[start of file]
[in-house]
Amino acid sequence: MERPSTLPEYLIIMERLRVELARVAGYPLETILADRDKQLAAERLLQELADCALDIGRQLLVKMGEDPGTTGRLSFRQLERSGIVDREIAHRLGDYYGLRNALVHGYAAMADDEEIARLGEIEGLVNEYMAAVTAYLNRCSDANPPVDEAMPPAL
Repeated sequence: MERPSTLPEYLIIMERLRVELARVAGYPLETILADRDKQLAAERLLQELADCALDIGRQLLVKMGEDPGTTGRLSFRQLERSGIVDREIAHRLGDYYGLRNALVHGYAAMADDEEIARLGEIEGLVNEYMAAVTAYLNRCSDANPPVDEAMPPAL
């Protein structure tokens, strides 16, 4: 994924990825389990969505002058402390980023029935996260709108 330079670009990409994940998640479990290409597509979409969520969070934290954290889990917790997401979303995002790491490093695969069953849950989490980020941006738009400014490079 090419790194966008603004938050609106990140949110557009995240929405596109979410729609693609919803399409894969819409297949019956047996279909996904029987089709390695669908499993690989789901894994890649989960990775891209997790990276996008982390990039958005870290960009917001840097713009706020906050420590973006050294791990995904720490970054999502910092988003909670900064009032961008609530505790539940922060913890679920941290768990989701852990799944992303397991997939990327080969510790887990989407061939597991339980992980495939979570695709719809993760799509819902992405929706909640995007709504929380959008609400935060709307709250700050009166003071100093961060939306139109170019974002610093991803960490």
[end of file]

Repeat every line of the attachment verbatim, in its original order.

[in-house]
Amino acid sequence: MERPSTLPEYLIIMERLRVELARVAGYPLETILADRDKQLAAERLLQELADCALDIGRQLLVKMGEDPGTTGRLSFRQLERSGIVDREIAHRLGDYYGLRNALVHGYAAMADDEEIARLGEIEGLVNEYMAAVTAYLNRCSDANPPVDEAMPPAL
Repeated sequence: MERPSTLPEYLIIMERLRVELARVAGYPLETILADRDKQLAAERLLQELADCALDIGRQLLVKMGEDPGTTGRLSFRQLERSGIVDREIAHRLGDYYGLRNALVHGYAAMADDEEIARLGEIEGLVNEYMAAVTAYLNRCSDANPPVDEAMPPAL
């Protein structure tokens, strides 16, 4: 994924990825389990969505002058402390980023029935996260709108 330079670009990409994940998640479990290409597509979409969520969070934290954290889990917790997401979303995002790491490093695969069953849950989490980020941006738009400014490079 090419790194966008603004938050609106990140949110557009995240929405596109979410729609693609919803399409894969819409297949019956047996279909996904029987089709390695669908499993690989789901894994890649989960990775891209997790990276996008982390990039958005870290960009917001840097713009706020906050420590973006050294791990995904720490970054999502910092988003909670900064009032961008609530505790539940922060913890679920941290768990989701852990799944992303397991997939990327080969510790887990989407061939597991339980992980495939979570695709719809993760799509819902992405929706909640995007709504929380959008609400935060709307709250700050009166003071100093961060939306139109170019974002610093991803960490």